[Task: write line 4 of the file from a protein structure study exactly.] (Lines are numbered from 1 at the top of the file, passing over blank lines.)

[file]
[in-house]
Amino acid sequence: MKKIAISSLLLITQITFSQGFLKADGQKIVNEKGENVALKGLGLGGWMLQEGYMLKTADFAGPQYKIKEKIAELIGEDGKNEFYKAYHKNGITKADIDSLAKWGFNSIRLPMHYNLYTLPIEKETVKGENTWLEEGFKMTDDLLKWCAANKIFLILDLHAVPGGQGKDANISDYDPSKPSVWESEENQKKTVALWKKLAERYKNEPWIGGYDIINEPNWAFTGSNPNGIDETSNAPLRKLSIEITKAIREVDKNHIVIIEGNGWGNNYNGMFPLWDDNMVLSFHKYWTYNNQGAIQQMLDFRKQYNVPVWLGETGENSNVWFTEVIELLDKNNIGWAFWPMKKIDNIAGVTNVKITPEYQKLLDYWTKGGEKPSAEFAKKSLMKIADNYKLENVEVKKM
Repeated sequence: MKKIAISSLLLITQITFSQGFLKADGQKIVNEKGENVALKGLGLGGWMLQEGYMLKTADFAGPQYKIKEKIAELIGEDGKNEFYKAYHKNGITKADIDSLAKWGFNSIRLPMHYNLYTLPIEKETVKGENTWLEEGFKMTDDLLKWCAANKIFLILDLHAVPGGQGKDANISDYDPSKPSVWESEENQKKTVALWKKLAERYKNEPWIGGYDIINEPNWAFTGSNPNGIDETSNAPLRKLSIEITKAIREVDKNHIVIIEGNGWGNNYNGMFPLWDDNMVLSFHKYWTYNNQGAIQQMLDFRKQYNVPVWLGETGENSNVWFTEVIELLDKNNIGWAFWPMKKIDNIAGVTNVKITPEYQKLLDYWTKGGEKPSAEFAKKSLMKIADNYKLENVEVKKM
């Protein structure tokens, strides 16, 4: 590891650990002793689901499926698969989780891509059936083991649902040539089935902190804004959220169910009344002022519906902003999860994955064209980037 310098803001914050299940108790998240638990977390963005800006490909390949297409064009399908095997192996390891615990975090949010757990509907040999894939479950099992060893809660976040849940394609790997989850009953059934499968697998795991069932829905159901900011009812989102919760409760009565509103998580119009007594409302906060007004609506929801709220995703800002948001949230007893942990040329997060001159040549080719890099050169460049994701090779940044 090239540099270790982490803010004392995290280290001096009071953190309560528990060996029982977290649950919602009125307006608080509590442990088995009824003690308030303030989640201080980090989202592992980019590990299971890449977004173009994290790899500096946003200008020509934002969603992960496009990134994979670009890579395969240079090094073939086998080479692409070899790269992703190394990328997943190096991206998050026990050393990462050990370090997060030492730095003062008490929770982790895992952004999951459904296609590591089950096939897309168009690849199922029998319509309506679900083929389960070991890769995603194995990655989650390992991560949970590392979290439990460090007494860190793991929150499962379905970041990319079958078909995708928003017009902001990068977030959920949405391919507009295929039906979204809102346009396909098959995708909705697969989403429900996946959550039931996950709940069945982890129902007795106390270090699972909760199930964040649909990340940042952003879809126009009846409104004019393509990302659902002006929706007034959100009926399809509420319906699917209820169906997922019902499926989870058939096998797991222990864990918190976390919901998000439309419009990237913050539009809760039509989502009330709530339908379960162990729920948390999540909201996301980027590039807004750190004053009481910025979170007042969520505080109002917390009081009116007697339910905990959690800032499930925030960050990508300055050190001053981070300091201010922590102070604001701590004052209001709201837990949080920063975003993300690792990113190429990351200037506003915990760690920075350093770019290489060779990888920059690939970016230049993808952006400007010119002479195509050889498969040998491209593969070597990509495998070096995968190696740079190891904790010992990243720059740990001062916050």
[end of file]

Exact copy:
């Protein structure tokens, strides 16, 4: 590891650990002793689901499926698969989780891509059936083991649902040539089935902190804004959220169910009344002022519906902003999860994955064209980037 310098803001914050299940108790998240638990977390963005800006490909390949297409064009399908095997192996390891615990975090949010757990509907040999894939479950099992060893809660976040849940394609790997989850009953059934499968697998795991069932829905159901900011009812989102919760409760009565509103998580119009007594409302906060007004609506929801709220995703800002948001949230007893942990040329997060001159040549080719890099050169460049994701090779940044 090239540099270790982490803010004392995290280290001096009071953190309560528990060996029982977290649950919602009125307006608080509590442990088995009824003690308030303030989640201080980090989202592992980019590990299971890449977004173009994290790899500096946003200008020509934002969603992960496009990134994979670009890579395969240079090094073939086998080479692409070899790269992703190394990328997943190096991206998050026990050393990462050990370090997060030492730095003062008490929770982790895992952004999951459904296609590591089950096939897309168009690849199922029998319509309506679900083929389960070991890769995603194995990655989650390992991560949970590392979290439990460090007494860190793991929150499962379905970041990319079958078909995708928003017009902001990068977030959920949405391919507009295929039906979204809102346009396909098959995708909705697969989403429900996946959550039931996950709940069945982890129902007795106390270090699972909760199930964040649909990340940042952003879809126009009846409104004019393509990302659902002006929706007034959100009926399809509420319906699917209820169906997922019902499926989870058939096998797991222990864990918190976390919901998000439309419009990237913050539009809760039509989502009330709530339908379960162990729920948390999540909201996301980027590039807004750190004053009481910025979170007042969520505080109002917390009081009116007697339910905990959690800032499930925030960050990508300055050190001053981070300091201010922590102070604001701590004052209001709201837990949080920063975003993300690792990113190429990351200037506003915990760690920075350093770019290489060779990888920059690939970016230049993808952006400007010119002479195509050889498969040998491209593969070597990509495998070096995968190696740079190891904790010992990243720059740990001062916050």